The Minnesota Security Hospital has a long and checkered history in St. Peter. Established in 1866, it was the first state hospital for the mentally ill. Recently, however, safety concerns have arisen due to a growing number of incidents associated with the facility. The hospital campus is comprised of buildings ranging from high to low security, including a nursing home.
These incidents prompted a scathing report released by the Legislative Auditor. The report on state-operated human services was released in February 2013 identifying serious concerns about the state’s approach to caring for people with mental illnesses. It makes twenty recommendations to the Department of Human Services (DHS) to address these concerns.
According to the report, long-term problems have resulted because the Security Hospital has “lacked cohesion in recent years, reflecting confusion about mission, changes in leadership and organization, turnover of key medical staff, shifting rules regarding patient treatment, ongoing concerns about staff injuries, labor-management disagreements, and a difficult relationship between the Security Hospital and SOS [State-Operated Services] leadership.”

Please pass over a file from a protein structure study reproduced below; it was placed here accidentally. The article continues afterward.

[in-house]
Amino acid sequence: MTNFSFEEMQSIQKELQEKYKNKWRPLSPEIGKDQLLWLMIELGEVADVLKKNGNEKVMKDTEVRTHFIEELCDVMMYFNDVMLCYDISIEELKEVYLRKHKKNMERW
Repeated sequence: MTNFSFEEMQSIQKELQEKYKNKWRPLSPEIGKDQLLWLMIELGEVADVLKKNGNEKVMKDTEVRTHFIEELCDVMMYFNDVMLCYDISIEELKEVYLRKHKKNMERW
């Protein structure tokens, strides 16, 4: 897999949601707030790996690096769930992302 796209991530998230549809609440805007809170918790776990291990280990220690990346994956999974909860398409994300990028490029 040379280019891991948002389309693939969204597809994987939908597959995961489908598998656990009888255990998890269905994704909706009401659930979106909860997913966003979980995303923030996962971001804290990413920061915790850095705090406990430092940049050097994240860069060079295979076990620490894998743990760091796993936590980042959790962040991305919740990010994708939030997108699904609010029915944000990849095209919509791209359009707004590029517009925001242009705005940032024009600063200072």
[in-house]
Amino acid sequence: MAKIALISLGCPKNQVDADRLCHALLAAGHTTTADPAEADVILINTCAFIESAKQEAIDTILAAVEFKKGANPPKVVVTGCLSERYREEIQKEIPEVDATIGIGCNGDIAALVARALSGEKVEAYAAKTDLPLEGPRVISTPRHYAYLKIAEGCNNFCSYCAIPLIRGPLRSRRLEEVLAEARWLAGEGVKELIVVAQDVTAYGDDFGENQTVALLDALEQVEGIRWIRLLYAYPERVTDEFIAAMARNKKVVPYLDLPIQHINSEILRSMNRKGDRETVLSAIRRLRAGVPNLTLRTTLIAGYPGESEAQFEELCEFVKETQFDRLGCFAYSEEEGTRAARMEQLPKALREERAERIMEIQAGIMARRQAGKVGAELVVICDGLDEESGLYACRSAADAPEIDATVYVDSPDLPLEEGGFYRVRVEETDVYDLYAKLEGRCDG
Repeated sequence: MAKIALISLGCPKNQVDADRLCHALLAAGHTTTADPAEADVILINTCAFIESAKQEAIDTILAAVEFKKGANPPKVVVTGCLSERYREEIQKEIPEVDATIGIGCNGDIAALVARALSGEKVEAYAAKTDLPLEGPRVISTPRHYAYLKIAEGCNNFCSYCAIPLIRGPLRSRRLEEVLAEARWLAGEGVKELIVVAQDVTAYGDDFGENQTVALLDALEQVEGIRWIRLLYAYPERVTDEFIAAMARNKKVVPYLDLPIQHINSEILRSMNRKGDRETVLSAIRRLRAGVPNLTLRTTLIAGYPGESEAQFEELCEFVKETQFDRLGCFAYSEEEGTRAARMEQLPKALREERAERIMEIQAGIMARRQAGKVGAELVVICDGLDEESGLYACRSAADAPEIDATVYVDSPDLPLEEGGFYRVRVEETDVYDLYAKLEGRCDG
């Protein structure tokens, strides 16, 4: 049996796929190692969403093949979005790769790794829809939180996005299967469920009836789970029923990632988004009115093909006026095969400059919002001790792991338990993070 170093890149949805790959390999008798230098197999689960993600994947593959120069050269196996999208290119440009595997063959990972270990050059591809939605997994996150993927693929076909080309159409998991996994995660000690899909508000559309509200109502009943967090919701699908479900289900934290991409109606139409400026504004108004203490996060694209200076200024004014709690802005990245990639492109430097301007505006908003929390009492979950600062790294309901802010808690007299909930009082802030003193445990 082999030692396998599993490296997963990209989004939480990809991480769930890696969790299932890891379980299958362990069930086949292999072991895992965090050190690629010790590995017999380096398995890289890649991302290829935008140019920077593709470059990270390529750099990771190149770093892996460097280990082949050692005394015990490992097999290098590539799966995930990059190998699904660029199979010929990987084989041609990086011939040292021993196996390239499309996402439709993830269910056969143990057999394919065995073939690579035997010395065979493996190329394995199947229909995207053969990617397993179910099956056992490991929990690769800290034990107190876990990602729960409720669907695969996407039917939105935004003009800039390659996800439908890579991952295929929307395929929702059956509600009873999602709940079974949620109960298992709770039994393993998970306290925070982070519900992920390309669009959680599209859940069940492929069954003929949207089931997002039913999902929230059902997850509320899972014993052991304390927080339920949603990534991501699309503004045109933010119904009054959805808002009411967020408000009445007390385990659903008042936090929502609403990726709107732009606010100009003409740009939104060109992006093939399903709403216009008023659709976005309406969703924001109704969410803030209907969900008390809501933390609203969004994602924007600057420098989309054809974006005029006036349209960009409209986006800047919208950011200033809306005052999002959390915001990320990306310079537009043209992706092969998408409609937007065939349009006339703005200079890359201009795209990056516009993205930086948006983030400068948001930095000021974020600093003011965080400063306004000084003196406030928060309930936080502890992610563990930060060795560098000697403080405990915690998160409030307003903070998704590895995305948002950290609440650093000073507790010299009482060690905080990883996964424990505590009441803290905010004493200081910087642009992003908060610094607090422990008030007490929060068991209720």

State Senator Kathy Sheran, Chair of the Health, Human Services and Housing Policy Committee, held a Senate committee hearing to review the progress of the State’s responsiveness to concerns in the auditor’s report on Thursday, Sept. 26, at the Capitol.
“The goal [of the hearing] was to make sure there is real intervention and change happening,” Sheran said.
Issues concerning the flow of patients through the system, trends of injury to workers, and the decision making process were addressed during the September hearing.
“The decision making process needs to change from being centralized away from campus and push down to the campus [level] and include the line workers on the ground,” Sheran said. “They have the understanding of what needs to be done.”
In fact, many of the changes implemented since the auditor’s report have originated from the line staff.